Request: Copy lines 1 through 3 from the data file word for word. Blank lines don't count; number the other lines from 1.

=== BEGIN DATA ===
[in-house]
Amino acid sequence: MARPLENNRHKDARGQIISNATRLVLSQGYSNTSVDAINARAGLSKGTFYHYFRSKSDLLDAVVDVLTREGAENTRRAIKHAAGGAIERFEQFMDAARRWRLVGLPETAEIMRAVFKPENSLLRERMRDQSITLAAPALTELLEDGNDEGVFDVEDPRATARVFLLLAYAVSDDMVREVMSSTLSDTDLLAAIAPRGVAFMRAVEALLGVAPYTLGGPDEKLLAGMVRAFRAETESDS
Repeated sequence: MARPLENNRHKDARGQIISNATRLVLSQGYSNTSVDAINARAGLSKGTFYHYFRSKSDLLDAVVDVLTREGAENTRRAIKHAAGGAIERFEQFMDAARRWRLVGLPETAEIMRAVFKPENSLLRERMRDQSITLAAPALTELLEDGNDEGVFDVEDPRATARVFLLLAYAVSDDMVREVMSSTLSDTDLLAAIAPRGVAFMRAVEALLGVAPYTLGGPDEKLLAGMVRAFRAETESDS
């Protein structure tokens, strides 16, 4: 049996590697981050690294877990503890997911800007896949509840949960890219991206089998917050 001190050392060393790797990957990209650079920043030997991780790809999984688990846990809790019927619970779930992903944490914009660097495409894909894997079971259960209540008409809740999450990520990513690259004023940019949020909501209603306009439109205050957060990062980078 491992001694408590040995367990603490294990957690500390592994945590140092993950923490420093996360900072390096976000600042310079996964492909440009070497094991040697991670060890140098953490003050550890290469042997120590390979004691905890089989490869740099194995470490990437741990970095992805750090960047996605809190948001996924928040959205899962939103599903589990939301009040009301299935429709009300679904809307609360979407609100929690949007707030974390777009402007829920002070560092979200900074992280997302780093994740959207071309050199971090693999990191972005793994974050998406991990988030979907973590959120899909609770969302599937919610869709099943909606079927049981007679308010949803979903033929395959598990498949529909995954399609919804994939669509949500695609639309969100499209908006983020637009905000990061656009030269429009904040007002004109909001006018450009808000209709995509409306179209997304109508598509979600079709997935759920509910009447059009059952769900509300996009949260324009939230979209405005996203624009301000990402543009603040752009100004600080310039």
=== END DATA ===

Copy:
[in-house]
Amino acid sequence: MARPLENNRHKDARGQIISNATRLVLSQGYSNTSVDAINARAGLSKGTFYHYFRSKSDLLDAVVDVLTREGAENTRRAIKHAAGGAIERFEQFMDAARRWRLVGLPETAEIMRAVFKPENSLLRERMRDQSITLAAPALTELLEDGNDEGVFDVEDPRATARVFLLLAYAVSDDMVREVMSSTLSDTDLLAAIAPRGVAFMRAVEALLGVAPYTLGGPDEKLLAGMVRAFRAETESDS
Repeated sequence: MARPLENNRHKDARGQIISNATRLVLSQGYSNTSVDAINARAGLSKGTFYHYFRSKSDLLDAVVDVLTREGAENTRRAIKHAAGGAIERFEQFMDAARRWRLVGLPETAEIMRAVFKPENSLLRERMRDQSITLAAPALTELLEDGNDEGVFDVEDPRATARVFLLLAYAVSDDMVREVMSSTLSDTDLLAAIAPRGVAFMRAVEALLGVAPYTLGGPDEKLLAGMVRAFRAETESDS